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Article

Lodewijk Muns

(b Nijmegen, Netherlands, Aug 4, 1812; d Delft, Netherlands, Nov 1, 1896). Dutch musician, music historian, and instrument collector. The son of a musician and instrument seller, he studied flute and violin at the conservatory of The Hague. After positions as an orchestra musician in the Court Chapel and the French Opera of The Hague, with the Casino Paganini in Paris, and as a conductor at the opera of Metz, he returned in 1841 to his native city, where he conducted several choral societies. In 1853 he was appointed city music director in Delft.

Boers was a pioneer of the study of early music in the Netherlands. He started collecting musical instruments about 1870, with an emphasis on the work of Dutch builders. Most of his research on organology has remained sketchy and is unpublished. In 1899 the major part of his collection of some 130 instruments (including a Couchet harpsichord of ...

Article

Jeremy Leong

(b Vienna, 9 March 1885; d Vienna, 27 May 1964). Austrian Jewish music historian, educator, and critic. In 1912 he graduated from Vienna’s Imperial Academy of Science with a doctoral dissertation entitled Die indische Musik der vedischen und der klassischen Zeit (‘The Indian Music of the Vedic and the Classical Period’) under the supervision of Leopold Shröder. Felber’s dissertation remains an authoritative source for modern scholars interested in the recitation techniques and ethos of early South Asian music. Prior to his arrival in China, he was active in the Indian community in Vienna and had given lectures on Indian music at the Indian Club. Furthermore, he felt privileged to have met the legendary Nobel laureate Indian poet Rabindranath Tagore who was also a noted musician. During their meeting, Tagore shared his views on the aesthetics of European music and Indian classical music with him. After the Anschluss (...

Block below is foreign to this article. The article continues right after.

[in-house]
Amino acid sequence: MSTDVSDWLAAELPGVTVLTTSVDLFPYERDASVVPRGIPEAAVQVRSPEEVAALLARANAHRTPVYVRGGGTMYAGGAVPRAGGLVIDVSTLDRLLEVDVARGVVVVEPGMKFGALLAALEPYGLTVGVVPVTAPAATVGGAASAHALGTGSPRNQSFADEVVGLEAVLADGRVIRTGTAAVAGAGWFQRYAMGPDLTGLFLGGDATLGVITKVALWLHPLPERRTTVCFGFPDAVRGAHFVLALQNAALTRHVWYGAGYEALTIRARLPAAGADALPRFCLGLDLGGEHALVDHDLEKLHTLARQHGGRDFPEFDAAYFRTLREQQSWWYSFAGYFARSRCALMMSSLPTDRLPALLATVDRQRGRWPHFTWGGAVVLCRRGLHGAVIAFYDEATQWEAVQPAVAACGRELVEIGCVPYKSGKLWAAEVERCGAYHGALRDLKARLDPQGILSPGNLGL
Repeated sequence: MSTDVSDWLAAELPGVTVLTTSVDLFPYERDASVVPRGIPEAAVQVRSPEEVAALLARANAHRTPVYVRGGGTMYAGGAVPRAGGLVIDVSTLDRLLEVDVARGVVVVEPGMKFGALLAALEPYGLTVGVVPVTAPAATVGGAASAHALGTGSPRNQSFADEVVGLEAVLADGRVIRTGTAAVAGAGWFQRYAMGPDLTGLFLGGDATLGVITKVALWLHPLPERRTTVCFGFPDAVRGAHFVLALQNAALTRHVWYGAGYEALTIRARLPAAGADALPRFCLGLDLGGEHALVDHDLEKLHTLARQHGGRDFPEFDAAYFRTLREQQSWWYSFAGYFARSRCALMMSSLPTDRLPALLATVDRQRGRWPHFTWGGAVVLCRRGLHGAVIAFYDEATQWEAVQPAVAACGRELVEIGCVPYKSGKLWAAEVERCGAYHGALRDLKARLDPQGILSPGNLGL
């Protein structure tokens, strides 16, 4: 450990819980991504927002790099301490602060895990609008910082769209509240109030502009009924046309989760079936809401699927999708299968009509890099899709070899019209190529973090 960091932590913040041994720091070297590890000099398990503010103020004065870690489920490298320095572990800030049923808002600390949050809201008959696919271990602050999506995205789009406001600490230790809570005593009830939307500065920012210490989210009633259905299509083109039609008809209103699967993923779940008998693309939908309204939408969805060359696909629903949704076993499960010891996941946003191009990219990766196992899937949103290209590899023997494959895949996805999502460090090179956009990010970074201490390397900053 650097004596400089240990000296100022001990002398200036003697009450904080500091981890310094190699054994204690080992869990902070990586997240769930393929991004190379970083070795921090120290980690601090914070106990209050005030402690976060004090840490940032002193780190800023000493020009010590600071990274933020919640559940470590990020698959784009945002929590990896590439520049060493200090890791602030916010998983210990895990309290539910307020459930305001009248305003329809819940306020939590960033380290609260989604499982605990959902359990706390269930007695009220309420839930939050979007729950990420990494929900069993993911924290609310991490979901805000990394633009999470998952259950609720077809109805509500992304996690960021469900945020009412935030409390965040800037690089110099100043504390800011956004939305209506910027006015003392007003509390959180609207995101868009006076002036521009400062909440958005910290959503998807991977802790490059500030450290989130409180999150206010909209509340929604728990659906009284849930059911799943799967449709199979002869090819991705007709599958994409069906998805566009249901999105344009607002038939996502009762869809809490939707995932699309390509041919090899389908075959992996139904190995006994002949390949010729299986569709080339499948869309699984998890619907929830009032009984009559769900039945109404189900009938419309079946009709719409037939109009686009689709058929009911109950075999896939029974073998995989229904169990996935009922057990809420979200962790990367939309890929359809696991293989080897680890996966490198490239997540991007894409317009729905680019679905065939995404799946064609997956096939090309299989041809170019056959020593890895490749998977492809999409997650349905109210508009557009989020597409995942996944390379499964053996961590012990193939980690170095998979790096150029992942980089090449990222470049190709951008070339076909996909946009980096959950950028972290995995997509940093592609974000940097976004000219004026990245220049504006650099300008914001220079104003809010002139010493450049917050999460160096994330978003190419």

Article

Luise Eitel Peake

(Ger.: ‘song circle’)

A circle or club of people dedicated to the cultivation of popular song. Examples are the ‘Mittwochskränzchen’ (‘Cour d’amour’) that met during the early 1800s in Goethe’s Weimar home, the Stägemann circle in Berlin, 1815–18, that included the young poet Wilhelm Müller, the Dresden Liederkreis (‘Dichtertee’), c 1804–24, in which Weber met the poet Kind, and the ‘Schubertianer’ or friends of Schubert in Vienna, who held regular meetings during the 1820s. Liederkreis activities were varied, recreational as well as creative. They included singing simple group songs, playing charades and other games with songs, and listening to song performances staged with costumes, ‘attitudes’ or elaborate ‘living pictures’. To supply the demand parody texts were often set to song melodies from, for example, Das Mildheimische Liederbuch (ed. R.Z. Becker, 1799, 4/1810); either the melodies were rearranged or the verse newly set. Collections that reflected the work of a Liederkreis were titled accordingly, like J.H.C. Bornhardt’s ...